Ige opposes public money for private preschool

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HONOLULU (AP) — The candidate challenging Gov. Neil Abercrombie in the Democratic primary opposes allowing public money to be spent on private preschool.

A constitutional amendment goes before voters in November to allow public money for private education. The amendment is a key element of Abercrombie's plan to offer state-funded preschool to Hawaii's 17,200 4-year-olds, using a combination of public and private preschool options.

Abercrombie's re-election campaign has highlighted that early education is a top priority.

State Sen. David Ige, who is running against Abercrombie, had been undecided on the issue. But he now says he has philosophical concerns about taxpayer money going to private preschools, and instead wants to restart a junior kindergarten program at public schools that is being eliminated this year, the Honolulu Star-Advertiser (http://ow.ly/xm7ai ) reported Wednesday.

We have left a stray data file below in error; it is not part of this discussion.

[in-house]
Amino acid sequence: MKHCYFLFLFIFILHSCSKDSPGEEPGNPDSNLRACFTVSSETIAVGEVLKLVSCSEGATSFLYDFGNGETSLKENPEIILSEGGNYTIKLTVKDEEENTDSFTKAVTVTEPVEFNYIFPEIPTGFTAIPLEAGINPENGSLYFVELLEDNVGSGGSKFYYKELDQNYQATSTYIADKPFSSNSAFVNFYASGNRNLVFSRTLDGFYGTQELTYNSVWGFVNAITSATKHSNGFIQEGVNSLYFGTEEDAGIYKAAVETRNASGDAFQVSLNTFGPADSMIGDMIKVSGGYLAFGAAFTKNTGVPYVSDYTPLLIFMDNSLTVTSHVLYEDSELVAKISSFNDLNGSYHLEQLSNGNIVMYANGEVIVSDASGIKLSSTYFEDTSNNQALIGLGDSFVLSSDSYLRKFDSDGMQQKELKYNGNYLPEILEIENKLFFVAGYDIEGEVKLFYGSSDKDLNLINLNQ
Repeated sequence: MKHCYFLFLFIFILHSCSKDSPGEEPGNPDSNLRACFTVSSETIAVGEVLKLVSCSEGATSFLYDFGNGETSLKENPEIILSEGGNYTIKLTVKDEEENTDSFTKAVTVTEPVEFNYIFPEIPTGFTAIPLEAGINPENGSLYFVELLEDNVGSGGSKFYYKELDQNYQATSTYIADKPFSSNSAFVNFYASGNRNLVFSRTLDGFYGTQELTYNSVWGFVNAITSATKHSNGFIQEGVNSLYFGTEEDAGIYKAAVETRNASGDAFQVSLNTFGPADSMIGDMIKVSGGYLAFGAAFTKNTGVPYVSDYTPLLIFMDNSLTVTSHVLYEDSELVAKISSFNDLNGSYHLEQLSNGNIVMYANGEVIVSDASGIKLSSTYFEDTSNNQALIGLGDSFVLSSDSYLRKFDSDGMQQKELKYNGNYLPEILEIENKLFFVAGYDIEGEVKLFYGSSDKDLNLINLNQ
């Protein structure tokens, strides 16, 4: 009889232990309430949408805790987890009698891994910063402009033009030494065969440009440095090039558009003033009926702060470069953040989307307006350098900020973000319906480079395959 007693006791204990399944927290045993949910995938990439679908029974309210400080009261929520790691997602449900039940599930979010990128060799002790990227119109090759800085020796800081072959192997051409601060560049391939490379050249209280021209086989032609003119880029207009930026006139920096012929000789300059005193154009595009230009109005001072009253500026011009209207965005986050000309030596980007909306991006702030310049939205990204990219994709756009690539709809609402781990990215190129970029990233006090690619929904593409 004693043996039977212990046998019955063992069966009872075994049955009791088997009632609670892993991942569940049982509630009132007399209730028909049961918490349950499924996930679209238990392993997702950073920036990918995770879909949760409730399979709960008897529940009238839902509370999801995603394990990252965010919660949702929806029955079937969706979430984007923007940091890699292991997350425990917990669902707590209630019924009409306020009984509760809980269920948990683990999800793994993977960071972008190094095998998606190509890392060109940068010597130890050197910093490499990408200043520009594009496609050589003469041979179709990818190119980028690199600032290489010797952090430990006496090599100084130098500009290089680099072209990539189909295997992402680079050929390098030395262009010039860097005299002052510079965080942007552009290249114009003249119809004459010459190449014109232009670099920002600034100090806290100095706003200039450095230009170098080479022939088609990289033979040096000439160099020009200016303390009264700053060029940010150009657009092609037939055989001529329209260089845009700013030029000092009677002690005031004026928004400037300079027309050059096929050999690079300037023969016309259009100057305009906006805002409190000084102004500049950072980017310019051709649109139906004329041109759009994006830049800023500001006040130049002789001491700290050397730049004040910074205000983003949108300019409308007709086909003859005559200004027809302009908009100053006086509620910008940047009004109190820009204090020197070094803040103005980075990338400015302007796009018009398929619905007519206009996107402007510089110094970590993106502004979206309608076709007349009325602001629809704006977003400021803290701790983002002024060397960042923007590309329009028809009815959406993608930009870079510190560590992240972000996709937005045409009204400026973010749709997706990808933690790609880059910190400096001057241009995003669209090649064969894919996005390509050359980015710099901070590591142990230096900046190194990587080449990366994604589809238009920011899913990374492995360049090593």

"There are insufficient private providers," Ige said, adding that he does support early education. "They're not in communities that they're most needed. And the cost is overwhelming."

Abercrombie's plan would cost more than $125 million a year.

The Hawaii State Teachers Association also opposes the amendment, arguing that it could lead to a private voucher program. The union wants to expand preschool only at public schools, using public school teachers. The union has endorsed Ige in the governor's race.

The state constitution prohibits public money from being used for private education because private schools don't provide equal access for all children.

"Private schools don't play by public school rules," Ige said.


Information from: Honolulu Star-Advertiser, http://www.staradvertiser.com

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